Hood sponsoring blood drive April 16

Published 12:00 am Saturday, April 9, 2016

Hood Theological Seminary will host a blood drive on Saturday, April 16, from 10:30 a.m. to 1:30 p.m. The Community Bloodmobile of The Community Blood Center of the Carolinas (CBCC) will be in the parking lot next to the Security Office on the seminary campus at 1810 Lutheran Synod Drive.

Just prior to the drive, there will be a chapel service at 10:10 a.m. to celebrate life and to offer prayers for those needing blood and for those able to give blood. All donors are invited to join in prayer before donating blood.

While donors of all ethnicities are needed, “There is a critical need for blood donations from the African-American community,” said Dr. Mary Love, Hood Seminary adjunct professor and interim dean of students who organized the blood drive. “African-Americans are disproportionately impacted by certain diseases, such as sickle cell anemia, which are treated through blood transfusions.”

According to the CBCC, sickle cell anemia affects more than 80,000 people in the United States, 98 percent of whom are African-American. Many need periodic blood transfusions to help treat the effects of the disease. Certain blood types are unique to specific racial and ethnic groups, so it is crucial that the donor diversity match the patient diversity.

For example, U-negative and Duffy-negative blood types are unique to the African-American community. Therefore, sickle cell patients with these blood types must rely on donors with matching blood types in the African-American community. Blood from donors of the same ethnic background decreases the risk of complications for patients and is less likely to be rejected by the patient after a transfusion.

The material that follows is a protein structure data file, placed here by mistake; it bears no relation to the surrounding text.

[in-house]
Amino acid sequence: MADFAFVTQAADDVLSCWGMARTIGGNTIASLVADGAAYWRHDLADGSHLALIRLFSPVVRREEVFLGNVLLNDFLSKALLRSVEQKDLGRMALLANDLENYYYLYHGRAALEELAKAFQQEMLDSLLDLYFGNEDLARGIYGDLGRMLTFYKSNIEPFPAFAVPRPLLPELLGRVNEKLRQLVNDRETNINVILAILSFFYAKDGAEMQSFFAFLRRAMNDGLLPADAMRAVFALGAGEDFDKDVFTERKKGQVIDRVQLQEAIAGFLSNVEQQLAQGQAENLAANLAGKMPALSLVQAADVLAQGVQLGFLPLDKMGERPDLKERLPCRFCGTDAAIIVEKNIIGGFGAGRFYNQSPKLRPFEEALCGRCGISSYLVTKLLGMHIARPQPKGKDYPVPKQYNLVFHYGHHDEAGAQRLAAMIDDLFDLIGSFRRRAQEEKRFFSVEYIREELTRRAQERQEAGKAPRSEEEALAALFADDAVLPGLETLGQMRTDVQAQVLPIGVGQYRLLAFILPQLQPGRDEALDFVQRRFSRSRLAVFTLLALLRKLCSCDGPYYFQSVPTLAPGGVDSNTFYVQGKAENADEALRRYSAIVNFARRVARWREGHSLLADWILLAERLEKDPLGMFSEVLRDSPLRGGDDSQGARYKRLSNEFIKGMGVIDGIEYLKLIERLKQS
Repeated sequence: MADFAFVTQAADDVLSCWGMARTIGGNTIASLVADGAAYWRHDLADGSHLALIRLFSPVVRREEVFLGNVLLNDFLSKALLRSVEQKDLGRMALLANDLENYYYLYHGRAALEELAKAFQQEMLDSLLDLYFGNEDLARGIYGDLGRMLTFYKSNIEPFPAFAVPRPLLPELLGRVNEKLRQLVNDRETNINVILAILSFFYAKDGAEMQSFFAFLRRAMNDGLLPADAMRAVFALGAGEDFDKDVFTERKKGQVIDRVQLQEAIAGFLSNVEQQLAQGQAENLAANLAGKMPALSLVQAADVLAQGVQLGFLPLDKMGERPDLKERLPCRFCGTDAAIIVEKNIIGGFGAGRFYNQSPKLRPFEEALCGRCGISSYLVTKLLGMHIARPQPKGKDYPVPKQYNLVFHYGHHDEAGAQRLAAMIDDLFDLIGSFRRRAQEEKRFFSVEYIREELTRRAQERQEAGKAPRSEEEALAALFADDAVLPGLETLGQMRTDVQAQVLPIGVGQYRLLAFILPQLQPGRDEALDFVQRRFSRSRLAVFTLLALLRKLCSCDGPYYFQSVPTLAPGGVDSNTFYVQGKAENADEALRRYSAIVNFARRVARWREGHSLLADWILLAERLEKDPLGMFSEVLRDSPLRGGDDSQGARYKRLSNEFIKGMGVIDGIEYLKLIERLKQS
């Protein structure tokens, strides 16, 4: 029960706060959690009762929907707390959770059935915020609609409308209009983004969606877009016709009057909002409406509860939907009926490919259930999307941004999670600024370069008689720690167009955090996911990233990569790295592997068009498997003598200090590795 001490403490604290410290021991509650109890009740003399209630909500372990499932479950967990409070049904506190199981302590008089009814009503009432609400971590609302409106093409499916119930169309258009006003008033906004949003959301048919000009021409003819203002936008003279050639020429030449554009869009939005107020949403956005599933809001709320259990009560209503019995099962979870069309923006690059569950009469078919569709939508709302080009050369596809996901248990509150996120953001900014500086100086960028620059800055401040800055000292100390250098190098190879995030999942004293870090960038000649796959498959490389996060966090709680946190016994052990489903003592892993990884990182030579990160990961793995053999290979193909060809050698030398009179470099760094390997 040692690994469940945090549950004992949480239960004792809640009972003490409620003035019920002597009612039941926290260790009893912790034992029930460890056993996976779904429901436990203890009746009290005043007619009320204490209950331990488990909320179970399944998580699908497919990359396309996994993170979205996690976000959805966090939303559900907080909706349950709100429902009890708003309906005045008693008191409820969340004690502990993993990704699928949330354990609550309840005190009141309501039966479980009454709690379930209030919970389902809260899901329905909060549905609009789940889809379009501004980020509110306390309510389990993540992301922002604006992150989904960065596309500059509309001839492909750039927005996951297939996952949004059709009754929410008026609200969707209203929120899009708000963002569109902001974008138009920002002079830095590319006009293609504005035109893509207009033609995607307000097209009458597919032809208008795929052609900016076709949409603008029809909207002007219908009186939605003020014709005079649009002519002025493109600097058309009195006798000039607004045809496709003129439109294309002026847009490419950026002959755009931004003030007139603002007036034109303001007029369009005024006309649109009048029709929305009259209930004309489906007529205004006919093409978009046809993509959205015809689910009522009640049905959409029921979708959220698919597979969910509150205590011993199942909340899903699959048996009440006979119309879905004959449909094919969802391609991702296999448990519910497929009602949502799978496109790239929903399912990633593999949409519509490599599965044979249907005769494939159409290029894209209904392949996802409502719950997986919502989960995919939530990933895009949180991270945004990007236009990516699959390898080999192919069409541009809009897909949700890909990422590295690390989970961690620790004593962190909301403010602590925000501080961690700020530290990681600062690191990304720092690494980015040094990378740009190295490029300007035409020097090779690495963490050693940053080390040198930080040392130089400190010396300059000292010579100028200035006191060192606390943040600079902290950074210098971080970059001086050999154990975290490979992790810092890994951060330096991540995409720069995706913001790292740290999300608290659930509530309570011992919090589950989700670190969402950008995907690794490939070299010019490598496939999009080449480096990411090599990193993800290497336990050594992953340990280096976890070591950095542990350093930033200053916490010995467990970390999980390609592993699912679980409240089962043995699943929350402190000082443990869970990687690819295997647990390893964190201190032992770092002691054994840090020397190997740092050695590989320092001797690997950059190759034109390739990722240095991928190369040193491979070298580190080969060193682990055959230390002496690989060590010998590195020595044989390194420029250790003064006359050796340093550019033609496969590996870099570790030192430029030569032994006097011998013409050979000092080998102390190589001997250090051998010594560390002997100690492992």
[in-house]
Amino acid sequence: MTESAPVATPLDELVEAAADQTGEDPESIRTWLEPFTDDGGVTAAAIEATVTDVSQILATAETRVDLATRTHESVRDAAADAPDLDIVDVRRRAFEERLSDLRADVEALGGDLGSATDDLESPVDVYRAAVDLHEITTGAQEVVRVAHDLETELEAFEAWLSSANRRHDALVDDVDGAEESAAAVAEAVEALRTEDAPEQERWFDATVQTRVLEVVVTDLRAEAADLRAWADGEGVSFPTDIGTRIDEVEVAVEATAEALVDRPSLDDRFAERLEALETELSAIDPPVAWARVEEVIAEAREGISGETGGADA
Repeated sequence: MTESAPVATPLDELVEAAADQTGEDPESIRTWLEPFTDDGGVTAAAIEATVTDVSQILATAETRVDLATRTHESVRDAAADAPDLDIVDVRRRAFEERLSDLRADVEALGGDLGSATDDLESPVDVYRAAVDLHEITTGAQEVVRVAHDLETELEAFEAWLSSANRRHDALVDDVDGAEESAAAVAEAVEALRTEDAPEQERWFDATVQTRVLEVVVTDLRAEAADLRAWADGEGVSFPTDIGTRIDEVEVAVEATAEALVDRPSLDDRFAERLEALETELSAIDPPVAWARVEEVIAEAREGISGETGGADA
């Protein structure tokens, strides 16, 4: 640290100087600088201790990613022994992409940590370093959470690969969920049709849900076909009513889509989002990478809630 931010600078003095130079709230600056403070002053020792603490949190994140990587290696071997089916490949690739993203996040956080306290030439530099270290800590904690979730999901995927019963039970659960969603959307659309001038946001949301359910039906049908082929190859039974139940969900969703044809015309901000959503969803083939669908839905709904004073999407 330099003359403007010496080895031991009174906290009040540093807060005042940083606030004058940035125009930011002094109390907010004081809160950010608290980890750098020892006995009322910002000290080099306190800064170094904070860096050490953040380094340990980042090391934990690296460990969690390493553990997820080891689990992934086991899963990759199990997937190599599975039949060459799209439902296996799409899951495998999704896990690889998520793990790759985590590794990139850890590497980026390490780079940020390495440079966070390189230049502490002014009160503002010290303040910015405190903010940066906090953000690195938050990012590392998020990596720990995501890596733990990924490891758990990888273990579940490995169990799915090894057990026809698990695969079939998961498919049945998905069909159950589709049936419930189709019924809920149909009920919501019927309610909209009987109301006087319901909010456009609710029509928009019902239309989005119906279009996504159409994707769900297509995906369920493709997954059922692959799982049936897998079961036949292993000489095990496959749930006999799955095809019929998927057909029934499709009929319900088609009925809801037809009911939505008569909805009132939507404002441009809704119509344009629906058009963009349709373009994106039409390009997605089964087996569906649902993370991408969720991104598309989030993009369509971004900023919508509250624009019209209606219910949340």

Having more African-American blood donors increases the likelihood that sickle cell patients here in our community will find the match they need. Also, increasing African American donations is vital because blood types O and B, the blood types of about 70 percent of African-Americans, are the blood types most in demand.

To schedule a time, please contact Dr. Love at 704-650-1411 or mlove@hoodseminary.edu.

The Community Blood Center of the Carolinas is an independent, locally-managed, non-profit community blood center. A member of America’s Blood Centers, a group of 72 independent blood centers that supplies 50 percent of the country’s blood, they are the primary blood supplier to the region’s patients and hospitals. CBCC’s mission is to be the steward of a community resource — life-saving blood. CBCC collects blood from the community to return it to the community at the lowest possible cost, consistent with the highest standards of quality.

Hood Theological Seminary is a graduate and professional school where intellectual discourse and ministerial preparation occur in tandem within the framework of a diverse community of faith; its student body currently comprises persons from many different denominations. Accredited by the Association of Theological Schools in the United States and Canada, the Seminary is sponsored by the AME Zion Church and approved by the University Senate of the United Methodist Church.